Selena closed her eyes for a moment after taking her place at the head of the long table. She breathed in the scents of the food – the breads and pies they had all helped to make that morning, and the joint of meat the Parkers had cooked slowly most of the afternoon. And under that, the candles, and the dried, wintery scents of the flower arrangements.

When she opened them, she gazed down the table at Morghan, and nodded slightly before sitting.

Everyone else sat down too, except for Morghan, who went slowly around the table, putting her hands on the empty chairs and pushing them in towards the table, as though guests had sat down upon them. Nobody touched their plates, or reached for the food, instead watching Morghan as she made another round, this time placing meat and vegetables upon each dinner plate in front of the empty seats, and breaking bread rolls open upon the butter plates to their sides.

Selena watched, breathing slowly, as the shadowy shapes of their ancestors, those who had come before them, came in through the open doorway and took their seats to be served by Morghan.

She didn’t see their features, didn’t, for the most part, know their names, but that wasn’t necessary. She felt them there, welcomed through the veil for a meal together.

And she bowed her head to them in greeting.

Morghan went to Selena’s side then and served her. She could feel the presence of the ones come to the empty chairs waiting for them, and the silence was full of their swirling energy. She spooned vegetables onto Selena’s plate, a ritual she’d done every year since coming to the Grove to train under Selena. It was a ritual and a reminder, that her position was to serve. Above all else, to serve the Goddess, the spirits, the Grove.

Selena had done this before her, and Morghan expected that one day, another would do it after herself. She moved to the next place on Selena’s right and served food onto Jason Block’s plate, then dished up for Henry Block, Jason’s son. Then Ambrose, who had arrived at the door of Hawthorn House one day to introduce himself and announce to a startled Selena and Morghan that he was there to give his service to the Grove.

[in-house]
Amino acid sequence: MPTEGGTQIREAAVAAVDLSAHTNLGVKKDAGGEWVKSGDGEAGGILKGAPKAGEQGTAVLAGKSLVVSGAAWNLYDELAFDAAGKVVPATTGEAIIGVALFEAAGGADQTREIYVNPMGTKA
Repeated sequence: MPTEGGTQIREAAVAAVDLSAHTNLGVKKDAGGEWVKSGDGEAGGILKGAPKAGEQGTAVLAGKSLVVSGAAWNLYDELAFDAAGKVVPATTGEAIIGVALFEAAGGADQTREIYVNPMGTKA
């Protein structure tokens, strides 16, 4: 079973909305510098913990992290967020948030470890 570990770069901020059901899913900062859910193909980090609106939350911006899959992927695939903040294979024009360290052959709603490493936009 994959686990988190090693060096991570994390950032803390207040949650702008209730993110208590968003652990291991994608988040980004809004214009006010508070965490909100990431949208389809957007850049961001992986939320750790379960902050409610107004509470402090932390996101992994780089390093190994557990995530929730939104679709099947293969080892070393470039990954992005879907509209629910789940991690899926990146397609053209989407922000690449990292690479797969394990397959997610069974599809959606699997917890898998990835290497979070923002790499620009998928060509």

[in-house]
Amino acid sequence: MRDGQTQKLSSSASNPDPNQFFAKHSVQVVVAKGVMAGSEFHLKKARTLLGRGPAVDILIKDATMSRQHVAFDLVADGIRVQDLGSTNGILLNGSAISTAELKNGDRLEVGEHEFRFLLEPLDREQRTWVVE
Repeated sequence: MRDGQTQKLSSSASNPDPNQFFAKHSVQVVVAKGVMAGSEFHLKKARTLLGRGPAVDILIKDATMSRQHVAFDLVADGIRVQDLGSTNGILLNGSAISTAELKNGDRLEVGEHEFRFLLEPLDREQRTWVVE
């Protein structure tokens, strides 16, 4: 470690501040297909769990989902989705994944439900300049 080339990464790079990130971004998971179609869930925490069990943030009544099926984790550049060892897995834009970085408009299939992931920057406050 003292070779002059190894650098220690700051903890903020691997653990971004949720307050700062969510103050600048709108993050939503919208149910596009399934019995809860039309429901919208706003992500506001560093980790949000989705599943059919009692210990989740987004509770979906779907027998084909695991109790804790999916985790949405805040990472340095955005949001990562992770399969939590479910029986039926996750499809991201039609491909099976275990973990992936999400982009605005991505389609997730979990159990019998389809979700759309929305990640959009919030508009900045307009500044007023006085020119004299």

Morghan smiled at the memory, and moved on to serve Grainne, who had come to her brother when she’d had nowhere else to go and there, they, of course, had met. And been together ever since.

She breathed in the scent of her lover’s perfume – something clean and white and green – then moved on to dish up for Clarice next to her mother, and Teresa next to her, all scrubbed, the dirt out from under her nails, softened and smoothed in the russet brown robe she wore.

And then Morghan was back at her own place, and sat, helping herself to her serving, while around her, in silence, everyone picked up their knives and forks, and began to eat. They smiled at each other across the table, and although they didn’t speak, for that would have been discourteous in front of their guests who could not join in any chatter, they grew at ease and the food was delicious.

Morghan let her senses widen and felt the presences of those who had come from far to dine with them this Samhain night. Were they once each Lady of the Grove, she wondered? Had they once learnt and kept the same knowledge and practices she was tasked with keeping? Had they wandered the paths and danced between the stones of Wilde Grove, just as she did now?

These were the ancestors, the ones come to share a meal with them on this night of the year when the veil was thin and the world was a liminal place, if only for a few hours as the wheel was poised on its turning.

One day, she thought, she would be one of them. Perhaps, a voice whispered in her mind, she already was.

A strange voice, and a strange thought. She glanced over at Grainne, and as ever, the sight of her, of the gleaming green of her eyes, made her feel anything might be possible – for hadn’t they found each other, hadn’t they finally found each other, awake in this lifetime after fifty or a hundred of trying?

Grainne’s lip twitched, for she could see Morghan’s mind as easily, she thought, as her own. Morghan was thinking how they had come together, Morghan there to catch her when she needed caught. Morghan was thinking how she had trailed after her like a lovesick puppy all those many lifetimes since that one…that one that had driven a wedge between them. Grainne moved her head to look at the empty seats.

Except they weren’t empty, were they? Was Catrin sitting in one of them even now, looking around the table, looking across the table to where Grainne sat?

Grainne looked down at her plate, breathing deeply, and letting Morghan’s sweet, solid energy touch her. She had forgiven Catrin, because she must if she were to have Morghan, and indeed, hadn’t she got something of her own retribution? Hadn’t she forced Catrin onto one knee, to beg to be let back into the embrace of the soul family?

She shook off her thoughts. All that was an old story, and not the story for this night.

She finished her meal, her foot pressed against Morghan’s.

And Morghan was smiling, chewing food she barely tasted except to know it was delicious, as around them the past swirled, old lives lived, the ancestors come to be with them again, if only for a few hours.

She looked down the table at Selena, and a premonition prickled suddenly at her skin.

It would be a long time before they sat like this again.

All together.